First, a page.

Mattis Warns Any Firing at U.S. Could 'Escalate Into War Very Quickly'

By Patrick Goodenough | August 14, 2017 | 8:49 PM EDT

In a 2014 photo featured on the front page of the North Korean ruling party’s organ, Kim Jong-un provides “field guidance” to officials. (Photo: Rodong Sinmun, File)

(CNSNews.com) – Defense Secretary James Mattis cautioned North Korea Monday that any missile attack on American soil could lead to war.

“If they fire at the United States, it could escalate into war very quickly,” Mattis told reporters at the Pentagon, adding later, “If they shoot at the United States, I’m assuming they hit the United States. If they do that, it’s game on.”

Also on Monday, Pyongyang’s KCNA news agency reported that Kim Jong-un visited the Korean People’s Army’s Strategic Force – the unit responsible for missile launches – and discussed at great length and in “real earnest” a proposal to fire four intermediate-range Hwasong missiles towards Guam, a U.S. territory some 2,000 miles southeast of North Korea.

Kim praised their combat-preparedness and high spirits, and said the U.S. should stop “provoking” North Korea by “introducing huge nuclear strategic equipment” into the vicinity. That was apparently a reference to U.S. Air Force B1-B Lancer strategic bombers that in recent weeks have flown several missions from Guam to the skies above South Korea and Japan.

Should the U.S. persist in its “reckless actions,” Kim said that the planned “fire of power demonstration” would be carried out.

And if that happens, KCNA cited him as saying, “it will be the most delightful historic moment when the Hwasong artillerymen will wring the windpipes of the Yankees and point daggers at their necks.”

The KCNA report concluded by saying that, if Kim gives the order, the officers and troops of the KPA Strategic Force are determined to strike targets in South Korea, Japan, the “operational area in the Pacific and the U.S. mainland, flying the sacred red flags of the Party and flags of the supreme commander at every matchless launching pad.”

Mattis said at the Pentagon that U.S. missile defense systems would quickly establish whether a missile fired from the peninsula was heading for U.S. soil on Guam, and if that determination was made, “we’ll take it out.”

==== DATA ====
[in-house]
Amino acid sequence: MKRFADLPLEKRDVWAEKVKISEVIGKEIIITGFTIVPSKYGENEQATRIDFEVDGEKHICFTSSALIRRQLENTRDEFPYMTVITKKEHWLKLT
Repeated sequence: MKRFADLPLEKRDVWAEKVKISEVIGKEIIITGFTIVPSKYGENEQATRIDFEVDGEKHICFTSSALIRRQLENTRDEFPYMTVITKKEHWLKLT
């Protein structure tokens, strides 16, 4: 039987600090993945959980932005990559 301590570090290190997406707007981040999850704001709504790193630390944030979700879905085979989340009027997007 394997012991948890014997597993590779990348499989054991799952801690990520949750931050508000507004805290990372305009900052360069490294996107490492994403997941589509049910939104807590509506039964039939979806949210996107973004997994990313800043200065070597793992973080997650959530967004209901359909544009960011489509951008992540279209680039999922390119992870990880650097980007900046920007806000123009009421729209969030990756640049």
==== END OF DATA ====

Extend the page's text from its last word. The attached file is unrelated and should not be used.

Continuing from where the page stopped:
If the U.S. military believes any missile will fall into the sea short of Guam, however, it will be up to President Trump to decide how to react, he added.

Although the North Korean military has threatened to “neutralize” the U.S. military presence on Guam, its statements have also referred to launching four missiles into the waters near the island – “areas around Guam” – with one referring to a target zone 30-40 km (18.6-24.8 miles) off the island.

‘Long record of North Korea's dishonesty’

Gaum, around three times the size of the District of Columbia, has a population of some 163,000 people, including 6,000 U.S. military personnel. It is home to important naval and air force bases.

Since 2013, a Terminal High Altitude Area Defense System (THAAD) missile defense system has been deployed on Guam – the only one currently permanently stationed on U.S. territory.

The Pentagon’s Missile Defense Agency says the tracking and interception system has a 14 out of 14 test intercept success rate since 2006. Mattis said on Monday the territory was “well protected.”

The U.S. also has missile defense batteries stationed in South Korea and Japan, as well as Aegis-equipped U.S. warships deployed in the Sea of Japan.

In a joint Wall Street Journal op-ed, Mattis and Secretary of State Rex Tillerson repeated Tillerson’s earlier assurances that the U.S. is not pursuing regime change or a speedy reunification of the Korean peninsula, or any pretext to deploy troops north of the 38th parallel dividing the two Koreas.

Mattis and Tillerson said the U.S. remains willing to negotiate with the regime in Pyongyang.

“But given the long record of North Korea’s dishonesty in negotiations and repeated violations of international agreements, it is incumbent upon the regime to signal its desire to negotiate in good faith,” they wrote.

“A sincere indication would be the immediate cessation of its provocative threats, nuclear tests, missile launches and other weapons tests.”

Patrick Goodenough
Patrick Goodenough
Spencer Journalism Fellow

Sponsored Links